We had a lovely gathering at our place Saturday afternoon, a thing called the Mom Food Extravaganza, with nearly every attendee presenting one or more dishes from his or her family's culinary archive. Most of us were asked for recipes; while I'm awaiting the one for Lisa's Swedish potato dish, let me pass along the directions for my contributions, two of my favorite childhood vegetable dishes as my mama used to make them, with maybe a couple of tweaks she never quite got around to:
THEM GREEN BEANS
2 lbs fresh green beans
4 slices of good bacon, cut crosswise into 1/4" bits
1 medium onion, chopped semi-fine
2-4 pods dried red pepper, whole
approx. 1 quart water
1/4 cup salt
Clean and trim beans, cutting in half crosswise or to 3" lengths. Keep in a pan of cold water.
Heat bacon in 3 qt. pot until it starts to brown and throw off fat. Stir in the onion, grind a good bit of black pepper over all. Cook on medium heat until onion is transparent. Stir in red pepper pods. Drain green beans in sieve and dump into pot, stirring over heat for a few minutes. Pour in water just to cover, then add salt. Bring pot to boil, then reduce heat to a bare simmer. Cover and cook at a very gentle rate until beans are no longer crisp, but still have some body, probably about an hour. These will be all the better for sitting in the fridge overnight and then being reheated the next day.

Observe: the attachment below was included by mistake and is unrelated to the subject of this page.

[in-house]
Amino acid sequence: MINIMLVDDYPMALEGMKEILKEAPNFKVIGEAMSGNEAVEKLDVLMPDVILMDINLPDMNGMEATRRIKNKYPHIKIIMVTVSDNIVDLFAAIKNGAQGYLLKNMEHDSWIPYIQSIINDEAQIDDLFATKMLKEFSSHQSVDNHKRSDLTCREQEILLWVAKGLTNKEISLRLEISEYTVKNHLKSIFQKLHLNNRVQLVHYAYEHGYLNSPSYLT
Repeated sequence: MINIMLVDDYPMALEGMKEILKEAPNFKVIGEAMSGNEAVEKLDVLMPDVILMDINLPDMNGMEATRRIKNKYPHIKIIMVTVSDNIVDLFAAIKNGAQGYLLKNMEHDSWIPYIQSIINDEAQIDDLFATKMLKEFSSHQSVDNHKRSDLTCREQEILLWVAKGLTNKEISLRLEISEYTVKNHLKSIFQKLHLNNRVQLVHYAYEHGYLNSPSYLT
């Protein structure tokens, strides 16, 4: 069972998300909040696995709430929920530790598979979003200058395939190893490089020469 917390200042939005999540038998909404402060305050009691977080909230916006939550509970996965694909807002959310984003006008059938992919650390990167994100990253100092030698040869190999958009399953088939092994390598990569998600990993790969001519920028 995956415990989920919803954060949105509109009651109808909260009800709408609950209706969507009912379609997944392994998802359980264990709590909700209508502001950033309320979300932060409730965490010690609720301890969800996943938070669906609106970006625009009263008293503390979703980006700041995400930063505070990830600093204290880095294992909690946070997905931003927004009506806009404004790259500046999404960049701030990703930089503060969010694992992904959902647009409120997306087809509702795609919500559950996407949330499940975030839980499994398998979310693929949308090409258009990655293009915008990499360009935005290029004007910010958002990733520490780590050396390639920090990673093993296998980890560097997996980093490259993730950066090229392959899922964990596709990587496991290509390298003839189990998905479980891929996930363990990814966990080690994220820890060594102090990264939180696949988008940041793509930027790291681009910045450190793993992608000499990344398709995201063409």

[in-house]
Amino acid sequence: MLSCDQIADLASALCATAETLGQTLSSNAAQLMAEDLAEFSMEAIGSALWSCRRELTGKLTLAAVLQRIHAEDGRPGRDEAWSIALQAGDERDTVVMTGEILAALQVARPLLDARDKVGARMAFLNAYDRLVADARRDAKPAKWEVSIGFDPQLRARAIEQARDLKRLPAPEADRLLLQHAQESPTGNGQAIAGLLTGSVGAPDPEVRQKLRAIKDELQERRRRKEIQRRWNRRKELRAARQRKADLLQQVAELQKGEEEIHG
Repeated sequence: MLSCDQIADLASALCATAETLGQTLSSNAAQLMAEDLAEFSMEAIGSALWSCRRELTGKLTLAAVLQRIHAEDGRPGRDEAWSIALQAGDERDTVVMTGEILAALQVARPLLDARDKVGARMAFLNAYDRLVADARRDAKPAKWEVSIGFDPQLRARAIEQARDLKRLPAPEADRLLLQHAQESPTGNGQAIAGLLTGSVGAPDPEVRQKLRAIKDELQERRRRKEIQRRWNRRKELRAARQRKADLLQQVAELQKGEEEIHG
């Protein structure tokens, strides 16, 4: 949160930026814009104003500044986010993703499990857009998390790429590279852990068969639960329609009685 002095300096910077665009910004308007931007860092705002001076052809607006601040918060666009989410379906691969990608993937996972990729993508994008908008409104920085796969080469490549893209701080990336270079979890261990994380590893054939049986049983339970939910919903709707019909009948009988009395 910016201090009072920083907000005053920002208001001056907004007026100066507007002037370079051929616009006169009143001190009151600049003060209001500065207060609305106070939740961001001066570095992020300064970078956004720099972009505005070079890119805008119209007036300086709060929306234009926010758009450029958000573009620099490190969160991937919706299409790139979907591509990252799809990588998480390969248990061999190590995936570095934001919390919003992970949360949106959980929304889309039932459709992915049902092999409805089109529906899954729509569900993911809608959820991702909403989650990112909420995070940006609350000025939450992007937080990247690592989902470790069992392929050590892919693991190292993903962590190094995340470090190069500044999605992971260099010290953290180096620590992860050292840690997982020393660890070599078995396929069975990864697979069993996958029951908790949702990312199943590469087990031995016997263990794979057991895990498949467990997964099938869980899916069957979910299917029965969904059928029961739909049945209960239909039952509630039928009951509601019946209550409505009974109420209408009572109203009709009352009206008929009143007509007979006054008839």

For guilt-free beans down the road, the chilled liquid may be strained to remove congealed fat, and then frozen to use later for cooking beans with a good bacony flavor but no fat - turns out that smoky, porky flavor is WATER-soluble. This is a pretty good way to perk up those midwinter frozen green beans...
THAT SCALLOPED CABBAGE
1 head green cabbage
big pot of water
1/2 cup Kosher salt (I use Diamond Crystal)
1 cup milk
1 1/2 Tbs butter
1 1/2 Tbs flour
1 tsp mace
1/2 tsp cayenne
1/4 tsp salt
1 cup buttered crumbs, cracker or Panko or whatever
Quarter cabbage through stem, cut out heart, shred fine. Bring a large pot of water to the boil, add salt, then put in cabbage and cover. When the water just comes back on the boil, pour out cabbage and water through a large strainer. Empty cabbage into a large bowl and immediately pour in cold water, swishing the cabbage around to cool it as quickly as possible. Drain cabbage and then squeeze as dry as you can get it.
Melt butter in heavy sauce pan. Blend mace, flour, salt and cayenne, and whisk this into the butter. Heat the milk on the stovetop or in microwave, not quite to boiling, add to mixture and whisk in until smooth and thick. Stir into cabbage, and then turn this out into a greased baking dish. Top with a good layer of crumbs and bake at 350º until bubbly. If you have a broiler element overhead, browning the top with this is a nice touch.
The sauce would be improved if instead of a bechamel it were made from 1 1/3 cup of heavy sweet cream or crème fraiche, reduced over heat to one cup, and then seasoned as above. The fat content would be about the same, the simple carbohydrates nil, and I think the flavors much clearer.